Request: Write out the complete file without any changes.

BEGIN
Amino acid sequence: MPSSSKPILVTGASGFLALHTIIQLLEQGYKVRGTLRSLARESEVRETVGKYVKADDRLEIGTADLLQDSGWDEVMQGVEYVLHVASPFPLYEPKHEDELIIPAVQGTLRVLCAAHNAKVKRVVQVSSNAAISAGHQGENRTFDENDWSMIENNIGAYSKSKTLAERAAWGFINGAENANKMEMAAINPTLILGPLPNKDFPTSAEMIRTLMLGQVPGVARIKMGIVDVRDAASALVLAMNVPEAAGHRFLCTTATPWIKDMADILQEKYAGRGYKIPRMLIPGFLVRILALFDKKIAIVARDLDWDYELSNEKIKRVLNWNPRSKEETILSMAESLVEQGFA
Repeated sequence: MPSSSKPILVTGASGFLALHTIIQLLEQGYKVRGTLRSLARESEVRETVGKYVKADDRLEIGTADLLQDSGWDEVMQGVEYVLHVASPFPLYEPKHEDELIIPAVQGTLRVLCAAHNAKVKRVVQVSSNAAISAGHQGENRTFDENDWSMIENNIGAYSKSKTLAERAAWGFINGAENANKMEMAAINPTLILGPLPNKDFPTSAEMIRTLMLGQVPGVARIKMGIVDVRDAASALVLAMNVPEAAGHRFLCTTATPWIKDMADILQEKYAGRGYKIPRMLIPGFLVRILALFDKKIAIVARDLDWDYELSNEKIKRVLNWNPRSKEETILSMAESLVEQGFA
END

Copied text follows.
Amino acid sequence: MPSSSKPILVTGASGFLALHTIIQLLEQGYKVRGTLRSLARESEVRETVGKYVKADDRLEIGTADLLQDSGWDEVMQGVEYVLHVASPFPLYEPKHEDELIIPAVQGTLRVLCAAHNAKVKRVVQVSSNAAISAGHQGENRTFDENDWSMIENNIGAYSKSKTLAERAAWGFINGAENANKMEMAAINPTLILGPLPNKDFPTSAEMIRTLMLGQVPGVARIKMGIVDVRDAASALVLAMNVPEAAGHRFLCTTATPWIKDMADILQEKYAGRGYKIPRMLIPGFLVRILALFDKKIAIVARDLDWDYELSNEKIKRVLNWNPRSKEETILSMAESLVEQGFA
Repeated sequence: MPSSSKPILVTGASGFLALHTIIQLLEQGYKVRGTLRSLARESEVRETVGKYVKADDRLEIGTADLLQDSGWDEVMQGVEYVLHVASPFPLYEPKHEDELIIPAVQGTLRVLCAAHNAKVKRVVQVSSNAAISAGHQGENRTFDENDWSMIENNIGAYSKSKTLAERAAWGFINGAENANKMEMAAINPTLILGPLPNKDFPTSAEMIRTLMLGQVPGVARIKMGIVDVRDAASALVLAMNVPEAAGHRFLCTTATPWIKDMADILQEKYAGRGYKIPRMLIPGFLVRILALFDKKIAIVARDLDWDYELSNEKIKRVLNWNPRSKEETILSMAESLVEQGFA